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Shawnny3August 3rd, 2010, 6:57 pm
Moderator
Pleasant Gap, PA

Posts: 1197
Tonight I caught a 10-inch tiger trout, my first ever, on Spring Creek just downstream of Bellefonte. Among the several hundred fish I've caught or observed caught in that area, I've never seen a brook trout, but I have limited experience in that stretch of water. Most of my experience on Spring is quite a bit upstream of that, but it has been my home stream for 7 years and I have never caught or seen a brookie in it. I have a few ideas as to how the tiger trout could have gotten there, but I'd like to hear from others first who may have more experience in that area than I do.

By the way, Flatstick was with me and immediately confirmed the I.D. on the fish (I knew what it was when it was still 10 feet away from me - it was that obvious). He had a camera on his phone, but as he fumbled for it in his vest I placed the fish back in the water, where it unfortunately came off my line. But we are both certain of the I.D., in case anyone is inclined to doubt it.

-Shawn
Jewelry-Quality Artistic Salmon Flies, by Shawn Davis
www.davisflydesigns.com
GONZOAugust 3rd, 2010, 10:43 pm
Site Editor
"Bear Swamp," PA

Posts: 1681
I have a few ideas as to how the tiger trout could have gotten there, but I'd like to hear from others first who may have more experience in that area than I do.


Shawn, it might have been an escapee from the hatchery at Bellefonte. If they are not raising any tigers, then it probably resulted from an escaped male brookie fertilizing the eggs of a female brown.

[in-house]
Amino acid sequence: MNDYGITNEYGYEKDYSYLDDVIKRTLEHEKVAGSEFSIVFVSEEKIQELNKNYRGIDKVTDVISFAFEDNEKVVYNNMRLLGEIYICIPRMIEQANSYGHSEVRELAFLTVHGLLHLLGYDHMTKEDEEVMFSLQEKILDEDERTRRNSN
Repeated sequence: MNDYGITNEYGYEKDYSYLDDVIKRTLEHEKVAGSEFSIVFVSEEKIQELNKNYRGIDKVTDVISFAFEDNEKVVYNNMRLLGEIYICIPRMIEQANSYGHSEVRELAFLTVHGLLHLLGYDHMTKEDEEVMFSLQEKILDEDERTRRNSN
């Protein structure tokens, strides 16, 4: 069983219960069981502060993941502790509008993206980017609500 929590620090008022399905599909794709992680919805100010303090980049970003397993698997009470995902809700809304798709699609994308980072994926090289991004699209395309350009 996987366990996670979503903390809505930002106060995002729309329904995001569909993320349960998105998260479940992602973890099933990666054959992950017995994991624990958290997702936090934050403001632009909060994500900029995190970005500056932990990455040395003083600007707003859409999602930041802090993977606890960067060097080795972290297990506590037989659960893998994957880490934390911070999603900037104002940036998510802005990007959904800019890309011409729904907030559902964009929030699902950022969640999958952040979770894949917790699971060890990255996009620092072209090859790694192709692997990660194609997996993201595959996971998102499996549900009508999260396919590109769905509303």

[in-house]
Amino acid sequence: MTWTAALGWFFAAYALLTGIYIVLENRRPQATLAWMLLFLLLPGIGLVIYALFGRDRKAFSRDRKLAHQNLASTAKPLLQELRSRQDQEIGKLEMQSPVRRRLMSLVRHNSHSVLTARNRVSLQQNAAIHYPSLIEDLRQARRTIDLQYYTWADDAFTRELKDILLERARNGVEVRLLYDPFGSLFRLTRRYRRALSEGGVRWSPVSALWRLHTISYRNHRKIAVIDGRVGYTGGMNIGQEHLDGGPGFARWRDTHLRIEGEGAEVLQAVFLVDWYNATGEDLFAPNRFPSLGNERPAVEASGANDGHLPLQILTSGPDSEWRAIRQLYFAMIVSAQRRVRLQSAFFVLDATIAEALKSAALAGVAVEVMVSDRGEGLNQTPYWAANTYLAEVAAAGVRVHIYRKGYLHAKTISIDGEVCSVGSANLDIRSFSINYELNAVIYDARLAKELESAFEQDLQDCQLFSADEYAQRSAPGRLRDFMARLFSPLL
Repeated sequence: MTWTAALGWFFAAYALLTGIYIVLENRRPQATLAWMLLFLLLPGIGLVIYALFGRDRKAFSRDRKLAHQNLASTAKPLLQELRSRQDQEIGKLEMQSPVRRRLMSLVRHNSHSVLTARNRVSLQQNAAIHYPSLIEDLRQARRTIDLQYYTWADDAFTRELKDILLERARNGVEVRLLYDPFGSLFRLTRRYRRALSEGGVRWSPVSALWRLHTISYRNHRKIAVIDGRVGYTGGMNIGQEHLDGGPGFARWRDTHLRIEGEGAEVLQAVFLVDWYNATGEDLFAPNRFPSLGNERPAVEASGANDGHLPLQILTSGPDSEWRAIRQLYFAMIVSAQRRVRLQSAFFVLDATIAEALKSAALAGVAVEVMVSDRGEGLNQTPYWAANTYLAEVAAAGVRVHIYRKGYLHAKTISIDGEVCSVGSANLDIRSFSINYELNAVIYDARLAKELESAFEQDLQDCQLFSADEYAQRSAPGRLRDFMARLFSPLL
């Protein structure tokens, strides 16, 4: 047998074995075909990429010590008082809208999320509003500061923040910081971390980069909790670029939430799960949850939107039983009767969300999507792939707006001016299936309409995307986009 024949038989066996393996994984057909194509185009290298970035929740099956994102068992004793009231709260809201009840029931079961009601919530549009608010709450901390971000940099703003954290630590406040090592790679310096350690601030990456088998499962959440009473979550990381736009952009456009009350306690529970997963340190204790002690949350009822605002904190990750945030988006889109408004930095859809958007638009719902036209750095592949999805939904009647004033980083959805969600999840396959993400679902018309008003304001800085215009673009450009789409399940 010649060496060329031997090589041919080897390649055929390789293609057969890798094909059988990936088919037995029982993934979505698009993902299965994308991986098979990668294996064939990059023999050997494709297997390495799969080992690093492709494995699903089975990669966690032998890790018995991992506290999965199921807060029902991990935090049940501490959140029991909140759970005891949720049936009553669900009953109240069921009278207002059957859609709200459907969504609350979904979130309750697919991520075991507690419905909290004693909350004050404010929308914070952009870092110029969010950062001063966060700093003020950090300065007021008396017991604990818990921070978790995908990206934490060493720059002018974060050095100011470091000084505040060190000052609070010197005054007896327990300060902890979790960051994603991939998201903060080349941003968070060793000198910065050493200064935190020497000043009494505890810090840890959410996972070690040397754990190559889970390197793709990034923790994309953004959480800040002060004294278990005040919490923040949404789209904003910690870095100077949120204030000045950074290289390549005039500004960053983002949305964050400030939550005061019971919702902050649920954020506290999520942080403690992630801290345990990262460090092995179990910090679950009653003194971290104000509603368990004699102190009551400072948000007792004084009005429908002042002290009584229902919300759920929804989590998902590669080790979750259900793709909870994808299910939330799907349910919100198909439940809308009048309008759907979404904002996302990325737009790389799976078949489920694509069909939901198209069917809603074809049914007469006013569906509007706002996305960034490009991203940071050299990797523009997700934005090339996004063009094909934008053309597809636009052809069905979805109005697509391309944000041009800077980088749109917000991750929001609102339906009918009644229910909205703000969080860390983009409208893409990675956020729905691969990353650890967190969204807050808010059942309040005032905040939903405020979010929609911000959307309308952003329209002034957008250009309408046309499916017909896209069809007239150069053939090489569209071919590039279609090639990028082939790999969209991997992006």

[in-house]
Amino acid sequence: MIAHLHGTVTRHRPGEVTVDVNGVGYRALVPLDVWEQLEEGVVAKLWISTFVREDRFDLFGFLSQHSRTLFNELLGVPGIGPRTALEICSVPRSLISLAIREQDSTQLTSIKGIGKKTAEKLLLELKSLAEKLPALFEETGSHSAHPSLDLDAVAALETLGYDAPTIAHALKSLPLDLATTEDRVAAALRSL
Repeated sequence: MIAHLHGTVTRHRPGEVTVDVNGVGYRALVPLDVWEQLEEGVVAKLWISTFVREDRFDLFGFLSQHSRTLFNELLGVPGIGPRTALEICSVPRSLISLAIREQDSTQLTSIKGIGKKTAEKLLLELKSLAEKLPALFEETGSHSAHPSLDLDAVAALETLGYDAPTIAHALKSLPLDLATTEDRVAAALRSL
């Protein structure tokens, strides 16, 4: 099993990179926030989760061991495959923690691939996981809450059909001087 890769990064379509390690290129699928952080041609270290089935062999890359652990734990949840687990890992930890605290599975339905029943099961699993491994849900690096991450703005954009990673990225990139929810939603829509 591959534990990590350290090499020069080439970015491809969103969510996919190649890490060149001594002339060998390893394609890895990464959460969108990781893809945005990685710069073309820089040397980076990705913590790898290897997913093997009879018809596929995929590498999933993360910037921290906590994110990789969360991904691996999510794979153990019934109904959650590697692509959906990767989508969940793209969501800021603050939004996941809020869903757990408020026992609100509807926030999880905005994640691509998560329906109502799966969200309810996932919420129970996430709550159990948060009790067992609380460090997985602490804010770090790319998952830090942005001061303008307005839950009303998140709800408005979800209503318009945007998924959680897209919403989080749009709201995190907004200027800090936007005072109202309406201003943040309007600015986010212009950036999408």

Shawnny3August 4th, 2010, 6:28 am
Moderator
Pleasant Gap, PA

Posts: 1197
Those were two possibilities I was considering, Gonzo. I also wondered whether any of the tribs coming into that area of the stream might contain brookies, but I don't know of any in the few most likely candidates. I'm considering contacting the hatchery and asking if they raise tigers and if they are aware of any significant numbers of tiger or brookie escapees in the past few years. I also have a few friends who have fished area tribs their whole lives, and I like to ask them if they've ever found wild brookies nearby.

The spot I caught the fish was several miles downstream of the hatchery, so one way or the other it is probably a very rare fish, which makes me pretty excited about it. Not that I can take any real credit - my brother outfished me badly yesterday, and I caught the tiger in spite of a late hook-set, after which I bumbled it off my line when the other fly I was fishing got caught on my hand as I was attempting to keep the fish well hydrated prior to getting a pic. The event was not exactly poetry, but it was memorable, to be sure.

To those on this site, if you would like to share any specific information with me about brookies or lack thereof in the smaller tribs of this stream, please limit the info to PMs. Then again, if someone else were asking me for that same information, I'd politely decline before burying his body in an adjacent field. So I'm not expecting much...

-Shawn
Jewelry-Quality Artistic Salmon Flies, by Shawn Davis
www.davisflydesigns.com